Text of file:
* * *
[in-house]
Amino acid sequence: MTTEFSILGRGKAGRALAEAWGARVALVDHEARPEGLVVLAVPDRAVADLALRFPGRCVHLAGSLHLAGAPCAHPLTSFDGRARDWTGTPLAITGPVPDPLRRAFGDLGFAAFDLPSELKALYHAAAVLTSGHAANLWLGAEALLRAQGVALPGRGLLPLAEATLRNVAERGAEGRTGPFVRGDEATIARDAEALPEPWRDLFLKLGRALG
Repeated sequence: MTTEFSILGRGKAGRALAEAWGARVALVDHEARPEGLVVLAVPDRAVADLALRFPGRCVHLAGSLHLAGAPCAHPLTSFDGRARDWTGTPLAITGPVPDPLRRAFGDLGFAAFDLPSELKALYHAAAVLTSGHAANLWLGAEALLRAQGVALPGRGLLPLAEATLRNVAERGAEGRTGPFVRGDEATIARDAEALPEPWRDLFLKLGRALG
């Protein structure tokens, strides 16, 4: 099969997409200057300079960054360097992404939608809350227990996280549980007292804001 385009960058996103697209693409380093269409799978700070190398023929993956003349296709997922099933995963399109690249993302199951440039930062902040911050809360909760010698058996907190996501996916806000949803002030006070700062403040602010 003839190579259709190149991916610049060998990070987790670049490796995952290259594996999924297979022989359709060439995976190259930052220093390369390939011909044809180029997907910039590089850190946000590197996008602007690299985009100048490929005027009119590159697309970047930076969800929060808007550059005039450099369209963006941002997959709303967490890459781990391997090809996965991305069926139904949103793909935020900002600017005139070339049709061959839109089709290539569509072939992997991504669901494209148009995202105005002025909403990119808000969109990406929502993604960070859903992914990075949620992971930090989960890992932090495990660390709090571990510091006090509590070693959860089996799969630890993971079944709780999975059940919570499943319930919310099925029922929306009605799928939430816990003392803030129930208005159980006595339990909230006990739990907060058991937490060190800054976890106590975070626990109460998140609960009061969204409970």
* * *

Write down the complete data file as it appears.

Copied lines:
[in-house]
Amino acid sequence: MTTEFSILGRGKAGRALAEAWGARVALVDHEARPEGLVVLAVPDRAVADLALRFPGRCVHLAGSLHLAGAPCAHPLTSFDGRARDWTGTPLAITGPVPDPLRRAFGDLGFAAFDLPSELKALYHAAAVLTSGHAANLWLGAEALLRAQGVALPGRGLLPLAEATLRNVAERGAEGRTGPFVRGDEATIARDAEALPEPWRDLFLKLGRALG
Repeated sequence: MTTEFSILGRGKAGRALAEAWGARVALVDHEARPEGLVVLAVPDRAVADLALRFPGRCVHLAGSLHLAGAPCAHPLTSFDGRARDWTGTPLAITGPVPDPLRRAFGDLGFAAFDLPSELKALYHAAAVLTSGHAANLWLGAEALLRAQGVALPGRGLLPLAEATLRNVAERGAEGRTGPFVRGDEATIARDAEALPEPWRDLFLKLGRALG
């Protein structure tokens, strides 16, 4: 099969997409200057300079960054360097992404939608809350227990996280549980007292804001 385009960058996103697209693409380093269409799978700070190398023929993956003349296709997922099933995963399109690249993302199951440039930062902040911050809360909760010698058996907190996501996916806000949803002030006070700062403040602010 003839190579259709190149991916610049060998990070987790670049490796995952290259594996999924297979022989359709060439995976190259930052220093390369390939011909044809180029997907910039590089850190946000590197996008602007690299985009100048490929005027009119590159697309970047930076969800929060808007550059005039450099369209963006941002997959709303967490890459781990391997090809996965991305069926139904949103793909935020900002600017005139070339049709061959839109089709290539569509072939992997991504669901494209148009995202105005002025909403990119808000969109990406929502993604960070859903992914990075949620992971930090989960890992932090495990660390709090571990510091006090509590070693959860089996799969630890993971079944709780999975059940919570499943319930919310099925029922929306009605799928939430816990003392803030129930208005159980006595339990909230006990739990907060058991937490060190800054976890106590975070626990109460998140609960009061969204409970």